Ulster's away day woes given the Kiss of life by Les with Newport Gwent Dragons victory
Newport Gwent Dragons 12 - Ulster19
Ulster overcame Newport Dragons at Rodney Parade yesterday to claim a first away win since April but a nerve-racking, six-minute defensive stand was required to see out a game that came perilously close to ending in a draw.
The returning Rory Best, making his first provincial appearance of the season, was a huge figure in the closing stages, clinching the decisive turnover with the clock having ticked over into the 83rd minute, but Dragons will wonder how they failed to score when Peter Nelson somehow managed to repel the hosts with at least two men over in the corner.
With Les Kiss arriving at the Kingspan Stadium this week as director of rugby, the man who spent almost seven years as Ireland's defence coach will have been pleased by his side's commitment without the ball, even if there was little of last week's attacking verve, in a game that was ultimately decided by 14 points from the boot of Paddy Jackson and a sole try from the quick-thinking Paul Marshall.
Starting with an under strength line-up - the likes of Roger Wilson and Nick Williams were left at home while Craig Gilroy was on the bench with Europe to come next week - represented something of a calculated gamble for Kiss but it delivered the required four points.
Ulster started on the back foot but, after Dragons' forwards kept it tight to move through the phases, Ed Jackson knocked on in contact and the scrum penalty went in favour of Wiehahn Herbst.
There was more danger soon after though, and Jackson had to be alert to gather a chip through in the corner, but when Robbie Diack was caught coming in at the side Dorian Jones kicked a simple penalty for the game's first points.
A penalty on Stuart McCloskey for obstructing his opposite number Adam Warren, a transgression that also brought a yellow card for the inside centre, allowed Jones to double his side's lead.
As the game entered the second quarter, a needless penalty concession from Sam Arnold, gave Jones his most testing kick of the day but the out-half had no problems from the right touchline.
The rolling maul, that looked threatening throughout, produced the first spell of possession for Kiss's men and, when the Dragons were caught offside, Jackson reduced the arrears.
Five minutes before the break and Ulster were just three points adrift when, after a patient build-up, Faletau was caught offside and Jackson scored the penalty.
There were no changes for the second-half, the seasonal debuts of Ruan Pienaar and Best made to wait, but Ulster started with an increased purpose and Nelson forced Sarel Pretorius into touch inside the 22. The maul didn't quite get the traction of the first-half but Rynard Landman was caught on the wrong side of the ruck and the Dragons captain was handed a spell in the sin bin. Herring called for a scrum and, with the man advantage, pressed the issue after a number of resets but the ball was lost at the base by the debutant Stephen Mulholland and the chance was gone.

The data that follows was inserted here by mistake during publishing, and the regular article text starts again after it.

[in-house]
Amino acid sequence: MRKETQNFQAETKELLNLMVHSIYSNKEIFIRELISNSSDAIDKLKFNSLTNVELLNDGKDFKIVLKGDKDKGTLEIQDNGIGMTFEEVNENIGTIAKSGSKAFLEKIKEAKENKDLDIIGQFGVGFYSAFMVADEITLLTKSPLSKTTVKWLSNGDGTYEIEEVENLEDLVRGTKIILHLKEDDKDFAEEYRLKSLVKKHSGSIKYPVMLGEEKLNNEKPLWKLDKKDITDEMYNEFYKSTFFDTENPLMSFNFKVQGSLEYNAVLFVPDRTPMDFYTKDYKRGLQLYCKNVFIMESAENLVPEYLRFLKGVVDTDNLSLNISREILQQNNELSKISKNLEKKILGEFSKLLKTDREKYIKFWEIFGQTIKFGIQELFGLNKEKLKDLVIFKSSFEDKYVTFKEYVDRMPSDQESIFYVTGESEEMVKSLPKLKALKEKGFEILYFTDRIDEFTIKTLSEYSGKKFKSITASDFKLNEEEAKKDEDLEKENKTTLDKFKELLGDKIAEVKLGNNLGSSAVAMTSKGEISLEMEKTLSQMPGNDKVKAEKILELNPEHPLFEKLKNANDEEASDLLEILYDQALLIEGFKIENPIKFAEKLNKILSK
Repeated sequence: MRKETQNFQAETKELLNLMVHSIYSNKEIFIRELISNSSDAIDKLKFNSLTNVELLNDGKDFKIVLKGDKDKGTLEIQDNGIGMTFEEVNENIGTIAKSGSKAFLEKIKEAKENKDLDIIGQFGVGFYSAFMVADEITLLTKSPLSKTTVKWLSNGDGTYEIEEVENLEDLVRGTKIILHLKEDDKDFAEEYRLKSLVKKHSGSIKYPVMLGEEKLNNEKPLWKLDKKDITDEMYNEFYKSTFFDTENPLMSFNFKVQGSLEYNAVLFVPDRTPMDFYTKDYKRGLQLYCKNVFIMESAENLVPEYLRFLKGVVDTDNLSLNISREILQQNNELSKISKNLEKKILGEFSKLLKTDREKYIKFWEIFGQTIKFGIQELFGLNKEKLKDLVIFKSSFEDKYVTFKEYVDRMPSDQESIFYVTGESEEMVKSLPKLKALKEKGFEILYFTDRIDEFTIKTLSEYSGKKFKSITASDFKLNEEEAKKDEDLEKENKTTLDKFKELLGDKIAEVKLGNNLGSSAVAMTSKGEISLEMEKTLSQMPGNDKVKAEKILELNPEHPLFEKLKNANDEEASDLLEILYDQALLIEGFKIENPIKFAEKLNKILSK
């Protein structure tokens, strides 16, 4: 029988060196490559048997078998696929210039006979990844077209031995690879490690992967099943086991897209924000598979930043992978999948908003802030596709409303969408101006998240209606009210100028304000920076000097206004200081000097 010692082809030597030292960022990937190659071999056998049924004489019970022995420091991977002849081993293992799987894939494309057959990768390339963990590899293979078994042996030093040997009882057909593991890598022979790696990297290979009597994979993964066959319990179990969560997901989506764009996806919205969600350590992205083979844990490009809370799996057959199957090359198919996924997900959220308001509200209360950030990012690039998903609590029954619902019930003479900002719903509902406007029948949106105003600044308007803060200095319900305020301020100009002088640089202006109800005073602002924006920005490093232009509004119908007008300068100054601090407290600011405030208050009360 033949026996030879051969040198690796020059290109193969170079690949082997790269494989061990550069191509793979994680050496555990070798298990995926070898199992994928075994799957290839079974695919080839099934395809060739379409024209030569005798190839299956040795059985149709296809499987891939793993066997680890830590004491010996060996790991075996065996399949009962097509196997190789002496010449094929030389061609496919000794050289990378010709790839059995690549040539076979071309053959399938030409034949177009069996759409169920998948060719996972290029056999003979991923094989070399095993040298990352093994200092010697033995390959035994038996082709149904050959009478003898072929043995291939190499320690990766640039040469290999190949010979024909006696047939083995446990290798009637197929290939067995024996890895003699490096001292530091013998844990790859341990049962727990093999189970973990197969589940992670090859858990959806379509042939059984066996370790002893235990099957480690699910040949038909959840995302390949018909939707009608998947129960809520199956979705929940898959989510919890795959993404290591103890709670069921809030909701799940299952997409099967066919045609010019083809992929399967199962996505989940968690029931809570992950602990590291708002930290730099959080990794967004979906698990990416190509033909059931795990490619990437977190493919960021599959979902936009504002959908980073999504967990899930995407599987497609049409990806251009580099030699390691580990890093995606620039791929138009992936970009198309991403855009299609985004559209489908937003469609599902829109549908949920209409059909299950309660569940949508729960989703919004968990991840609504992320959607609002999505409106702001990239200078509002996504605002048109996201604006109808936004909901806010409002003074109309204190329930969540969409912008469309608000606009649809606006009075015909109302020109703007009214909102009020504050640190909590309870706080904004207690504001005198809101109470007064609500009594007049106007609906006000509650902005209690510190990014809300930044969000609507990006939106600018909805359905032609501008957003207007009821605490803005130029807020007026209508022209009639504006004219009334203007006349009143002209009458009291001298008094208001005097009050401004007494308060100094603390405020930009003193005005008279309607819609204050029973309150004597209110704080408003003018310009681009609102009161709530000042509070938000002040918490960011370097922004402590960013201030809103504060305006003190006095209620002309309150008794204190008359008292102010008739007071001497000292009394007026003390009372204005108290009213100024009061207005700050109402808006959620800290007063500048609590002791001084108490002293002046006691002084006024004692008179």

Moments later, a third maul try in as many games seemed certain and, although Dragons repelled the charge as well as the second effort from Herring, Ulster controlled the ball well as they moved from left to right and Paul Marshall took advantage of a gap in the defensive line to scoot over.
Best replaced Herring with half an hour remaining, just as Dragons' own skipper Landman returned to the fray, but Ulster soon conceded a penalty that saw Jones angle the ball into the corner.
The maul was halted and, despite the concession of a pair of penalties, Dragons knocked forward to give Ulster a scrum in the shadow of their own posts.
With Pienaar the last of Ulster's fit World Cup stars to return as he replaced Marshall, Mulholland again couldn't get the ball away and another determined goalline stand was required.
Best spent the next ten in the bin when Dudley Phillips adjudged that he was off his feet as he battled for possession and the resulting penalty cut the advantage to a point.
A pair of kicks from Jackson rounded out his and Ulster's tally and the buffer proved crucial as Dragons were forced to go for the converted try late on to draw.
The final seconds proved nervy but in the end it was four points that provide a vital tonic ahead of Saturday's maiden visit to Oyonnax.
Newport Dragons: Meyer, Hewitt, Hughes, Warren, Scott, D. Jones, Pretorius, Stankovich, Dee, Knight, Hill, Landman, Jackson, Griffiths, Faletau.
Replacements: Wardle for D. Jones (78), C. Davies for Pretorius (63), Harris for Knight (51), Screech for Hill (68), Evans for Jackson (63).
Not Used: Buckley, Price, Tovey.
Sin Bin: Landman (43).
Pens: D. Jones 3, Tovey.
Ulster: Nelson, Scholes, Cave, McCloskey, Arnold, Jackson, P. Marshall, McCall, Herring, Herbst, Tuohy, van der Merwe, Diack, Henry, Mulholland.
Replacements: Gilroy for Arnold (59), Pienaar for P. Marshall (56), Best for Herring (53), Lutton for Herbst (66), Stevenson for van der Merwe (74), Reidy for Mulholland (68).
Not Used: B. Ross, Humphreys.
Sin Bin: McCloskey (15), Best (61).
Try: P. Marshall. Cons: Jackson. Pens: Jackson
Man of the match: Darren Cave (pictured)
Referee: Dudley Phillips (Ireland).